Man, you are a genius, thank you very much, I couldn’t find this on the Internet for two days.
Before, I cast float (tex_index) to int in fragment shader as you can see by posted code above.
And now I did what you said. cast float to int in vertex shader with flat prefix and it works perfectly.
Thank you very much.

Nice topic. I am using similar implementation on my learning code.

Unfortunately I’ve got strange artifacts when I am using texture with index even in pair with flat qualified input.

What’s going on here?


My vertex shader:

#version 450 core

layout(location = 0) in vec4 position;
layout(location = 1) in vec2 texCoord;
layout(location = 2) in float textureIndex;

out vec2 v_TexCoord;
flat out int v_TextureIndex;

uniform mat4 u_MVP;

void main()
    gl_Position = u_MVP * position;
    v_TexCoord = texCoord;

    v_TextureIndex = int(textureIndex);

My fragment shader:

#version 450 core

layout(location = 0) out vec4 color;

in vec2 v_TexCoord;
flat in int v_TextureIndex;

uniform sampler2D u_Textures[3];

void main()
    vec4 texColor = texture(u_Textures[v_TextureIndex], v_TexCoord);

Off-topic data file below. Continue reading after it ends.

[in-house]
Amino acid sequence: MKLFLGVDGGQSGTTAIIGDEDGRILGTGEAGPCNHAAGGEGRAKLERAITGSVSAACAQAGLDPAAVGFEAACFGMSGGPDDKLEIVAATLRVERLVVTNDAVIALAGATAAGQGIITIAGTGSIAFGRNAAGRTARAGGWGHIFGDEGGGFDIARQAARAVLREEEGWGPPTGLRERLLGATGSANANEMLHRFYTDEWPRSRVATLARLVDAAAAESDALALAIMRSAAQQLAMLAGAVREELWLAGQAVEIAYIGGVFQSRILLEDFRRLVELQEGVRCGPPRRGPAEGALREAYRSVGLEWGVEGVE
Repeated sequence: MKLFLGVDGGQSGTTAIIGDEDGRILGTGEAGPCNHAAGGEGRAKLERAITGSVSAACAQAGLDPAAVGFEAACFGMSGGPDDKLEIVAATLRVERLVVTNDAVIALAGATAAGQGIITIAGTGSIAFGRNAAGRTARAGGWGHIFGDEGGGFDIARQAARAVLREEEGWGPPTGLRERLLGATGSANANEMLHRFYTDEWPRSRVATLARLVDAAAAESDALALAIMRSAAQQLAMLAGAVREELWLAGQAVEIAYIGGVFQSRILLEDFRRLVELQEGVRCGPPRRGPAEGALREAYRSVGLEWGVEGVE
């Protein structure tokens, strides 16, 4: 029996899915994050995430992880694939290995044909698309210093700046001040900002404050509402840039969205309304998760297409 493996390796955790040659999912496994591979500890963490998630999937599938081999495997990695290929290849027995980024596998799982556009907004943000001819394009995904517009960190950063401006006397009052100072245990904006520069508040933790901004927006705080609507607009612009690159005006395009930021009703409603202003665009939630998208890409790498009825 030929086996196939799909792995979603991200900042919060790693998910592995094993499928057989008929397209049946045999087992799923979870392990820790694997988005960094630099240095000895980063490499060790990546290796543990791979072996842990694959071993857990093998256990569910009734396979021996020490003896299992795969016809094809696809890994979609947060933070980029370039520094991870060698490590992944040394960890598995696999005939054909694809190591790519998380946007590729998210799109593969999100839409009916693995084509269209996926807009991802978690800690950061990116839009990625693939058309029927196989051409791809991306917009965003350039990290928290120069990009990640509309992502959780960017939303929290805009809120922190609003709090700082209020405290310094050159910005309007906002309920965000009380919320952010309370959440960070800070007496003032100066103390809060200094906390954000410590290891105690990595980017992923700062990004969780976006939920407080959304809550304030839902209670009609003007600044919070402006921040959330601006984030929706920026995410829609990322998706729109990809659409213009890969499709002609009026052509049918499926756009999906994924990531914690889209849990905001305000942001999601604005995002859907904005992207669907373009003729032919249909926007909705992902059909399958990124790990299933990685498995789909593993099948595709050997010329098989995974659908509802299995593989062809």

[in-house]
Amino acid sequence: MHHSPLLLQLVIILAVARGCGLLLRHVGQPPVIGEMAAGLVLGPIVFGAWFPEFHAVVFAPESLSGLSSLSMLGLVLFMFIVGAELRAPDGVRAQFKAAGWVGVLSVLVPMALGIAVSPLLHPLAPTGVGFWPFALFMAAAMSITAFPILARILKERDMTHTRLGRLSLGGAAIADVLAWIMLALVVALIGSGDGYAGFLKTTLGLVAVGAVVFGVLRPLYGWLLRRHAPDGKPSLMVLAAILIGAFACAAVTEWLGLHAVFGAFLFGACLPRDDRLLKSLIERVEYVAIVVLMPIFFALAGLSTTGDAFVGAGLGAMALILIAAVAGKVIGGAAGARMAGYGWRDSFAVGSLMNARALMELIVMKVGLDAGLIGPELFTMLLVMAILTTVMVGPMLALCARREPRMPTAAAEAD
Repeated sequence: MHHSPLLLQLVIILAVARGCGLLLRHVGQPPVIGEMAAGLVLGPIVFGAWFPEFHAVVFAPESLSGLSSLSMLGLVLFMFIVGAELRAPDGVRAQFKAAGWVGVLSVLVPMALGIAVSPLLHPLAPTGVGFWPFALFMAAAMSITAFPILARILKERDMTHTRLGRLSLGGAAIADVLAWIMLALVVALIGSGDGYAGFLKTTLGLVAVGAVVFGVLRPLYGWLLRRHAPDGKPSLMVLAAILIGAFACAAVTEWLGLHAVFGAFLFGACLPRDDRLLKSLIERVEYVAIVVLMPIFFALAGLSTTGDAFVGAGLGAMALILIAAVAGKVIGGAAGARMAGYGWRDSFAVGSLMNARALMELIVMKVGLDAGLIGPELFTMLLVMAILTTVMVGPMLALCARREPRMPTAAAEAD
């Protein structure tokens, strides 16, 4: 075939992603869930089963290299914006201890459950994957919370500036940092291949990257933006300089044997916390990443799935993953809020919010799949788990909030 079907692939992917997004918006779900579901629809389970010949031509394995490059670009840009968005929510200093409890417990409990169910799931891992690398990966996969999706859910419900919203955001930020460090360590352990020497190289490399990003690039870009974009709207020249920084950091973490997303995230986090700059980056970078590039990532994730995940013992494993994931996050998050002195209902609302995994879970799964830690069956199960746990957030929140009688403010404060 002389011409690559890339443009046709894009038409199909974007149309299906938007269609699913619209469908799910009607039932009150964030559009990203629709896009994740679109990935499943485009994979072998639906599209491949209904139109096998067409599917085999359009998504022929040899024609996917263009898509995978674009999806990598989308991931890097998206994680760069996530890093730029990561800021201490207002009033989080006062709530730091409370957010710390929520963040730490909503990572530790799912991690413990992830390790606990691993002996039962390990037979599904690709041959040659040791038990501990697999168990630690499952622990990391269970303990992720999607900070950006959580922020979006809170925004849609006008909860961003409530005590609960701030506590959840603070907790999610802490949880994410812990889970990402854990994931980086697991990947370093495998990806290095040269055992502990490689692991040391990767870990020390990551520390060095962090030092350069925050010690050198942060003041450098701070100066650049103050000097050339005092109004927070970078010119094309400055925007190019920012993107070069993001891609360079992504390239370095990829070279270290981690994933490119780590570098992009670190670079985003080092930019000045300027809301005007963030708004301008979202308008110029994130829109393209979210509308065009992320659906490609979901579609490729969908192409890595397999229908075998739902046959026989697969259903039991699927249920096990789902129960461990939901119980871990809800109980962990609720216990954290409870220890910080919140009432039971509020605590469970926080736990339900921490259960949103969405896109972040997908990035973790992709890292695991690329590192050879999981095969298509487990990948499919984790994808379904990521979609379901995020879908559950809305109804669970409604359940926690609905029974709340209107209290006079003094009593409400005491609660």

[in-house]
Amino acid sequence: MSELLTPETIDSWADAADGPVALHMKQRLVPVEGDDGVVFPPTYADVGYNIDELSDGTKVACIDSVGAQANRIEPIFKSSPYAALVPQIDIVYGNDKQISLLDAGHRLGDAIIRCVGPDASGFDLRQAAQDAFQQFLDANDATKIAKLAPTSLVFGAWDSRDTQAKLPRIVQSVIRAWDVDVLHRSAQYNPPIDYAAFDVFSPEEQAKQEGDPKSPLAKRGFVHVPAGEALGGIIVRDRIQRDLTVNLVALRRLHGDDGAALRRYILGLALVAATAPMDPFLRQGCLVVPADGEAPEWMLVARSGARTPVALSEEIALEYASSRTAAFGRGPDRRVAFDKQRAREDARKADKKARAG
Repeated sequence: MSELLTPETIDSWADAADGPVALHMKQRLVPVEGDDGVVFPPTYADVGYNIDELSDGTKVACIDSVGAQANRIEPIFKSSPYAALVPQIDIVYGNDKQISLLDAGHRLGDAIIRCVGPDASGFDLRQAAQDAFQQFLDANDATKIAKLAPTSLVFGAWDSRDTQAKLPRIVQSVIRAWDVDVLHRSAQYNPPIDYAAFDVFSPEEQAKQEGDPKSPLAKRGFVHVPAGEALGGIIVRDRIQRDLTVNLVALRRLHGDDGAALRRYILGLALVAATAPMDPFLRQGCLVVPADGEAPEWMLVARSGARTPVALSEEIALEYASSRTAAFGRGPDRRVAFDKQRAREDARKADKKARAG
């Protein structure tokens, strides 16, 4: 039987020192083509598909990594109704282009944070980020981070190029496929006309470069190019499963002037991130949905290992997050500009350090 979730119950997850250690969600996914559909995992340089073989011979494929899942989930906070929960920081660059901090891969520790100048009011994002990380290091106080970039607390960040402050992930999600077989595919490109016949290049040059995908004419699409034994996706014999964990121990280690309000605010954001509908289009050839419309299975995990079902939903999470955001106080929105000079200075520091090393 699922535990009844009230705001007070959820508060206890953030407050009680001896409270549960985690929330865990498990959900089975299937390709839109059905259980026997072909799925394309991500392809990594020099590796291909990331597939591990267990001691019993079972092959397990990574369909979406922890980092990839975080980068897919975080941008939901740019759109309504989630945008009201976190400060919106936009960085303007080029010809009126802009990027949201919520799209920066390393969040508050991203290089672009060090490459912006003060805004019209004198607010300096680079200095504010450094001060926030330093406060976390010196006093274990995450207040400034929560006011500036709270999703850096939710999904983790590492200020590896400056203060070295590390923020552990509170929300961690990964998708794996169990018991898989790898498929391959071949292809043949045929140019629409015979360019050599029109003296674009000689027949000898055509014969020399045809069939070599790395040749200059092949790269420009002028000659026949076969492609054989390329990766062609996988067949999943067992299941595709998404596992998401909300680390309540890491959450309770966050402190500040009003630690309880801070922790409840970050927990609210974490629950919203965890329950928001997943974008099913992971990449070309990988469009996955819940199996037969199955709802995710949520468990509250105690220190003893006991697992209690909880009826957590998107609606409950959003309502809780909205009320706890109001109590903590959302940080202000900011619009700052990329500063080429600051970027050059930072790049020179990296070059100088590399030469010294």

color = texColor;

By the way changing fragment like this make glitches disappear:

#version 450 core

layout(location = 0) out vec4 color;

in vec2 v_TexCoord;
flat in int v_TextureIndex;

uniform sampler2D u_Textures[3];

void main()

    if (v_TextureIndex == 0) {
        vec4 texColor = texture(u_Textures[0], v_TexCoord);
        color = texColor;
    } else if (v_TextureIndex == 1) {
        vec4 texColor = texture(u_Textures[1], v_TexCoord);
        color = texColor;
    } else if (v_TextureIndex == 2) {
        vec4 texColor = texture(u_Textures[2], v_TexCoord);
        color = texColor;

In OpenGL 4,


In other words, an expression being constant for all fragments within a triangle (e.g. a flat-qualified fragment shader input) doesn’t necessarily make it “dynamically uniform”. It may or may not be, depending upon the implementation. And if it isn’t, then it isn’t valid as an index into an array of samplers.

In practice, the expression u_Textures[v_TextureIndex] is only evaluated once for each “wavefront” (concurrently-executed group of invocations). If the invocations process fragments from different triangles, v_TextureIndex can have different values and one value will be used for all fragments.

Using conditionals avoids this issue, but creates another: implicit derivatives are undefined in non-uniform control flow. If any of the textures use mipmaps, the mipmap level may not be calculated correctly. You need to calculate the derivatives or level-of-detail outside the conditional and use textureGrad or textureLod instead of texture.

Where possible, it’s preferable to use array textures (sampler2DArray) for this purpose. This entails some loss of flexibility: the layers of an array texture all have the same size and format, and texture parameters (filters, wrap modes) apply to the array texture as a whole.